Grand Slam champion Garbiñe Muguruza retires at 30 ahead of Laureus Awards. GETTY IMAGES

Spain's two-time Grand Slam tennis champion and former world number one Garbiñe Muguruza has announced her retirement from the sport, bringing the curtain down on an illustrious career.

The 30-year-old, who had originally planned to retire from competitive tennis in 2023, officially called time on her competitive career ahead of the Laureus World Sports Awards in Madrid on Monday 22 April. She revealed that her future will include a role as a Laureus Ambassador. The Venezuela-born star Muguruza announced her decision at a press conference following a visit to the Fundación A LA PAR, a sports programme based in Madrid. 

Muguruza turned professional in 2012 and won her first major title in 2016, defeating Serena Williams in the final of the French Open. In 2017, she beat Venus Williams to claim the Wimbledon title and become world number one. She reached the final of the Australian Open in 2020 and won the season-ending WTA Finals Championship the following year. 

A galaxy of sports stars, past and present, will attend the prestigious Laureus World Sports Awards on Monday. The Laureus statuettes have become greatly coveted and are decided by sportspeople themselves - the 69-member Laureus World Sports Academy, made up of all-time sporting greats. 

Nominees in categories including Sportsman and Woman of the Year, Comeback of the Year, Team of the Year and Breakthrough of the Year will attend the show which will be broadcast worldwide. As well as honouring the greatest competitors of the past calendar year, unique Laureus interactions between athletes will light up social channels across the sporting world, according to the Laureus World Sports Academy.

Muguruza announced her retirement from professional tennis ahead of the Laureus World Sport Awards. GETTY IMAGES
Muguruza announced her retirement from professional tennis ahead of the Laureus World Sport Awards. GETTY IMAGES

As part of this celebration of sport in the Spanish capital, Muguruza joined Laureus Academy members Michael Johnson and Alessandro Del Piero, Laureus Action Sportsperson of the Year nominee Filipe Toledo and Spanish motor racing driver Carmen Jorda on a visit to Fundación A LA PAR, a programme that uses the power of sport to transform the lives and prospects of athletes with intellectual disabilities. 

A LA PAR promotes equality, inclusion and life skills for children and young adults in Madrid. In her new role as a Laureus Ambassador, Muguruza is now looking forward to using her platform to help young people through sport.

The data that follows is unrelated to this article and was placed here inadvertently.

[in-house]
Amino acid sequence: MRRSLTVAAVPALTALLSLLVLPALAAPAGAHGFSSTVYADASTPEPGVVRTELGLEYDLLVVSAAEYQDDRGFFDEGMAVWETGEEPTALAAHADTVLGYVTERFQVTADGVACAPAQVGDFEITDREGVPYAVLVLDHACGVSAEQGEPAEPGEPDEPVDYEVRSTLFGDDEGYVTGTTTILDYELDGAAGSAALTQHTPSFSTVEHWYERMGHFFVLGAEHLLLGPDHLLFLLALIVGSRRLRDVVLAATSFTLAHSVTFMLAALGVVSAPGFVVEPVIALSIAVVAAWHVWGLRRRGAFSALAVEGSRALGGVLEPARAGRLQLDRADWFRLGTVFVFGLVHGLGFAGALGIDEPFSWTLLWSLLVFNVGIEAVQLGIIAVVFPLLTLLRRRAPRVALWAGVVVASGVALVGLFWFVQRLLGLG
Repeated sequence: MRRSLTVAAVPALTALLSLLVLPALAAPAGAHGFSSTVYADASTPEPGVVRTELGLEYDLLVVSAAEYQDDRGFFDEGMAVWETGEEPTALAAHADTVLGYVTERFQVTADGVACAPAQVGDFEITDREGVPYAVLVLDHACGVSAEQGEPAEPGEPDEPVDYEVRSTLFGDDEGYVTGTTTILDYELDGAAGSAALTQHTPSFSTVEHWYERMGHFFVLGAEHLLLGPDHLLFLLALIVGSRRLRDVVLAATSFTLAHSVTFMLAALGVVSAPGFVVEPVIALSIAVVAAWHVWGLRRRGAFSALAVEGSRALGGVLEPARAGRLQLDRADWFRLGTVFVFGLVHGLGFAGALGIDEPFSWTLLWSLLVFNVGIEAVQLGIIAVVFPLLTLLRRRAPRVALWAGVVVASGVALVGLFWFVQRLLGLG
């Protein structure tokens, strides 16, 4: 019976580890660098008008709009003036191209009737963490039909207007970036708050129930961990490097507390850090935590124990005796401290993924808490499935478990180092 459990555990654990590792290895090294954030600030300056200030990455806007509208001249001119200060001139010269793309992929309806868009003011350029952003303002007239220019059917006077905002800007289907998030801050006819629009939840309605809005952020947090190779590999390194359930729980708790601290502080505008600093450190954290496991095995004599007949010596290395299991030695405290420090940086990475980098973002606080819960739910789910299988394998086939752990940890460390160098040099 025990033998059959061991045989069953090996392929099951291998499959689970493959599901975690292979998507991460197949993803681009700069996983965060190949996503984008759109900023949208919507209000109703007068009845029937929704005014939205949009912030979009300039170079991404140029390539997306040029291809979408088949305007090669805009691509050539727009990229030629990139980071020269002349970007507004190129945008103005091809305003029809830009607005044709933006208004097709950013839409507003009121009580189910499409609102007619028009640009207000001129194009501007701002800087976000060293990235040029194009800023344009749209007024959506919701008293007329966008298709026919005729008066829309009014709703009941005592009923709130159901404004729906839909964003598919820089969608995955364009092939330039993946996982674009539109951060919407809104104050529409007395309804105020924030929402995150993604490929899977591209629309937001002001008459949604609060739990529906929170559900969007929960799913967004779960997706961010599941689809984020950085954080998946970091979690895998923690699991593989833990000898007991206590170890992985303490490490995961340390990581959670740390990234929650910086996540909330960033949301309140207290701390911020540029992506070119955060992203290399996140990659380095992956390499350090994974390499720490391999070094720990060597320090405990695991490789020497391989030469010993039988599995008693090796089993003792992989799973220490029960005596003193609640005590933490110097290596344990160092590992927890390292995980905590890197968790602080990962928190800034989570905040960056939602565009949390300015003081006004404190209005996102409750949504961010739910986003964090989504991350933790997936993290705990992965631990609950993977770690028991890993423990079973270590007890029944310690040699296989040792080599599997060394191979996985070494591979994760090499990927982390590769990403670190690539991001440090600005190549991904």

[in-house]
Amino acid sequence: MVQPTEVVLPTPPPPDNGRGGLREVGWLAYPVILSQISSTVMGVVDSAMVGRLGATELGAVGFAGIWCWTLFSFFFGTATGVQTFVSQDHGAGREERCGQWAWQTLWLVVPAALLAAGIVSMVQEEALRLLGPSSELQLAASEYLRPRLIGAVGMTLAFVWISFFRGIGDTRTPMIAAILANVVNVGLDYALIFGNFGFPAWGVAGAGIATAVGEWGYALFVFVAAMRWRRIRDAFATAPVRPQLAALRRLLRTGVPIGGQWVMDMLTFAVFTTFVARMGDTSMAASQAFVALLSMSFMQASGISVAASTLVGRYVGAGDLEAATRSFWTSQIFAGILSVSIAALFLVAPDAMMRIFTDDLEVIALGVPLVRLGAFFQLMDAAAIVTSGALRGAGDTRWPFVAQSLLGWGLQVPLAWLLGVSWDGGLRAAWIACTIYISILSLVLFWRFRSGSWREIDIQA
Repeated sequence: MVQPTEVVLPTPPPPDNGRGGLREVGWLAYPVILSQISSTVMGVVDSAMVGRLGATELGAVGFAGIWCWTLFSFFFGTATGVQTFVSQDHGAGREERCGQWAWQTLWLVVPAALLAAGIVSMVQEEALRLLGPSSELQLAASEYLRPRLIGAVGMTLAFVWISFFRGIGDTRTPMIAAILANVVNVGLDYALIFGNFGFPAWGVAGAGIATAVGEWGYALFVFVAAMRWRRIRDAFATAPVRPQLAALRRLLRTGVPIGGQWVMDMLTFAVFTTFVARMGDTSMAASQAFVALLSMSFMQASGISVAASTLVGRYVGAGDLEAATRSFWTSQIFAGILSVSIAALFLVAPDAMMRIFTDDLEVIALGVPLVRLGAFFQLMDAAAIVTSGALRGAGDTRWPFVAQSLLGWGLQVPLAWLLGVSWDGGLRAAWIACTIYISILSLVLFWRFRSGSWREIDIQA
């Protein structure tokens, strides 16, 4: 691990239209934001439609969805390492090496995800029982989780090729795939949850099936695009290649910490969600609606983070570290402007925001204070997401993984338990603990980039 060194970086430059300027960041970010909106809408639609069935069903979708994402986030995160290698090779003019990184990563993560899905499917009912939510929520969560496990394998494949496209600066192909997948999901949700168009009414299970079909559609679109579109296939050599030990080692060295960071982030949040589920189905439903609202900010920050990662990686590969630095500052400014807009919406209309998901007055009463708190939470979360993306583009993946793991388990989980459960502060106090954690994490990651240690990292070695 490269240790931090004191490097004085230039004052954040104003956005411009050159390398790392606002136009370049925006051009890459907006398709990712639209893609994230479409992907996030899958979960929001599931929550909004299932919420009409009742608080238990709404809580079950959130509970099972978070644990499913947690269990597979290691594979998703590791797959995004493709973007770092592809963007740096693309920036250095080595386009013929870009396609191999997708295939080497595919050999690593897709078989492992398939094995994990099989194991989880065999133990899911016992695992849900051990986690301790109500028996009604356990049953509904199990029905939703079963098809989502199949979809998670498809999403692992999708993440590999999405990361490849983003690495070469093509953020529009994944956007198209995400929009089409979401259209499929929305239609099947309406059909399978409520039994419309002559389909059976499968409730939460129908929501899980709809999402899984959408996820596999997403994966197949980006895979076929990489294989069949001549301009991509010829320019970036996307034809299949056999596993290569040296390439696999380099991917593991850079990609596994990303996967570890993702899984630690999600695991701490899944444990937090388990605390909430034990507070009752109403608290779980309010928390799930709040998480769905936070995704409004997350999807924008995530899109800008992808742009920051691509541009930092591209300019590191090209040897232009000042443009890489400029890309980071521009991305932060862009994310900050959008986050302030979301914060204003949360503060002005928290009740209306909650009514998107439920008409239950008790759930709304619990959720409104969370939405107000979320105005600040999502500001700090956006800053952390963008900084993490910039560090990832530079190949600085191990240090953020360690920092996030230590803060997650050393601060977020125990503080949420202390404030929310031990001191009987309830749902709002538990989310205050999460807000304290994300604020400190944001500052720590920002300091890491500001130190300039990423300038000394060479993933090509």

Reflecting on her retirement from tennis and her new role as a Laureus Ambassador, Muguruza said: "If 25 years ago, when I first started hitting tennis balls, someone had told me that I would become a professional tennis player, that I would fulfil my dream of winning Roland Garros and Wimbledon, that I would become the world number one and win the WTA Finals... I would have thought that person was crazy. 

"Tennis has given me a lot in this first part of my life. It has been a fantastic journey where I have experienced unique situations. I have travelled all over the world and experienced many different cultures. I am very grateful to all the people who have helped and guided me through this chapter because without them I would not have been able to get here." 

Garbiñe, with Roger Federer as the 2017 Wimbledon singles champions. GETTY IMAGES
Garbiñe, with Roger Federer as the 2017 Wimbledon singles champions. GETTY IMAGES

She concluded, "I have grown and matured in a very different way than what can be considered normal, and now I am ready to start a new chapter in my life that will surely involve tennis and sports in some way. I hope that my involvement with Laureus Sport for Good is the start of many more projects where I can get involved and help young people through sport." 

Muguruza was welcomed into the Laureus Movement by Martina Navratilova, winner of 18 Grand Slam singles titles and a member of the Laureus World Sports Academy.

Navratilova said, "It is a difficult decision for any athlete to stop competing for good, but Garbiñe has had a career most players can only dream of - multiple Slam champion, world number one, two-time Olympian - and I'm delighted that she has chosen to work with Laureus to use her position and profile to make a difference through sport for good.

"I have followed her career closely and even when she was at the top of her game, she always focused on how she could help and inspire young people. That is exactly what we are doing with Laureus - and we will be stronger for having Garbiñe on our team."